Sierra Moskios is the coordinator for the REC Room. Moskios recently received an Alaska Afterschool Superhero award for her dedication to the youth of Homer. (Photo by Sarah Knapp/Homer News)
Moskios earns Alaska Afterschool Superhero award

Sierra Moskios earned the Alaska Afterschool Superhero award for her dedication to Homer youth.

A souffle omelet takes a delicate hand but offers rich flavors and sophisticated textures. (Photo by Tressa Dale/Peninsula Clarion)
On the strawberry patch: A Mother’s Day omelet from the heart

Mother’s Day has been one of the hardest days of every year since my mother left this world 13 years ago.

Brie and caramel apple voulevant is sure to be a crowd-pleaser, photographed in April, 2021, in Nikiski, Alaska. (Photo by Tressa Dale/Peninsula Clarion)
On the strawberry patch: A celebration of food

Make first gatherings special with this simple but sophisticated brie and caramel apple voulevant.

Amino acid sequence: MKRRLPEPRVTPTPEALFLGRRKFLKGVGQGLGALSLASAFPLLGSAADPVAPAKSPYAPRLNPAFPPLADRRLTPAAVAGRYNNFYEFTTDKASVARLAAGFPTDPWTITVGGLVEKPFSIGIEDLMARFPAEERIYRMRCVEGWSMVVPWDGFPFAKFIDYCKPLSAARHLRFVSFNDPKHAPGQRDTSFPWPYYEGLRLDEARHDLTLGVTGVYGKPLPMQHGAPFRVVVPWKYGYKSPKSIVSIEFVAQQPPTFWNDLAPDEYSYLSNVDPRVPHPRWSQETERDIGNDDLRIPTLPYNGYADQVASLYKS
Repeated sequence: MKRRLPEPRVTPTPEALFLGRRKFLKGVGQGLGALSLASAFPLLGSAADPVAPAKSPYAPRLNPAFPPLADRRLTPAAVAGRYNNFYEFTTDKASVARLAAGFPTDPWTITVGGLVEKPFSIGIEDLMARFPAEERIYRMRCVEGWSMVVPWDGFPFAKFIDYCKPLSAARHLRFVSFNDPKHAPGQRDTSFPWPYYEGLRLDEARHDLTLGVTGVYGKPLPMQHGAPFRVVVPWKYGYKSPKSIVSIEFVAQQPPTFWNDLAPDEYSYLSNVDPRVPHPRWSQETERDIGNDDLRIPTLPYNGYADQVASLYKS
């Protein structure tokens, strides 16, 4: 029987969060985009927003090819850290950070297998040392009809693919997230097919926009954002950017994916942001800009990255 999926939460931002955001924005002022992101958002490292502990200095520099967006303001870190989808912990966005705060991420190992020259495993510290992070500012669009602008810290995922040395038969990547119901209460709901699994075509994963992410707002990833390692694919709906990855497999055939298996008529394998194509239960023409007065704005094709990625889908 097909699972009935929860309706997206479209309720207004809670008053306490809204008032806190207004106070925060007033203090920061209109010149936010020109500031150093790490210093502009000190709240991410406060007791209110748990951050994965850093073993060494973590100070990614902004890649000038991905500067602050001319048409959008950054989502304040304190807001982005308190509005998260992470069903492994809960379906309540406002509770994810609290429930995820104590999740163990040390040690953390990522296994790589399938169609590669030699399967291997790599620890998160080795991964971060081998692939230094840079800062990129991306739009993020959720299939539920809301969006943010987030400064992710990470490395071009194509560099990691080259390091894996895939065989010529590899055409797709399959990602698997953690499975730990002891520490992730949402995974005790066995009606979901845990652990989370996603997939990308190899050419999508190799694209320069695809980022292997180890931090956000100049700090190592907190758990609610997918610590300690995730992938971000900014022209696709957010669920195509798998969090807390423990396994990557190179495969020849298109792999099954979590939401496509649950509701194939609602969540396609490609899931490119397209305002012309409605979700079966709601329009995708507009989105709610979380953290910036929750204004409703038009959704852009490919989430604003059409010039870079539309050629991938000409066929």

Nick Varney
Unhinged Alaska: Time to enjoy, not to annoy

I’m already overhearing growing concerns about whether or not the usual influx of tourists to the peninsula will be dampened due to the surging tsunami of fuel costs.

Photos courtesy John Schoen
Mary Beth Schoen admires a large-tree old-growth stand in Saook Bay on northeastern Baranof Island. Some individual trees were over 6 feet in diameter and many centuries old. This riparian area was adjacent to a salmon stream and was full of bear trails. Large-tree old growth stands are rare on the Tongass.
‘Tongass Odyssey’ explores decades of research, politics and change

‘What we learned is that old growth forest is very important’

Will Morrow (courtesy)
When did I get wise?

When did I turn into that old guy who feels like he has to give everyone else advice?

Most Read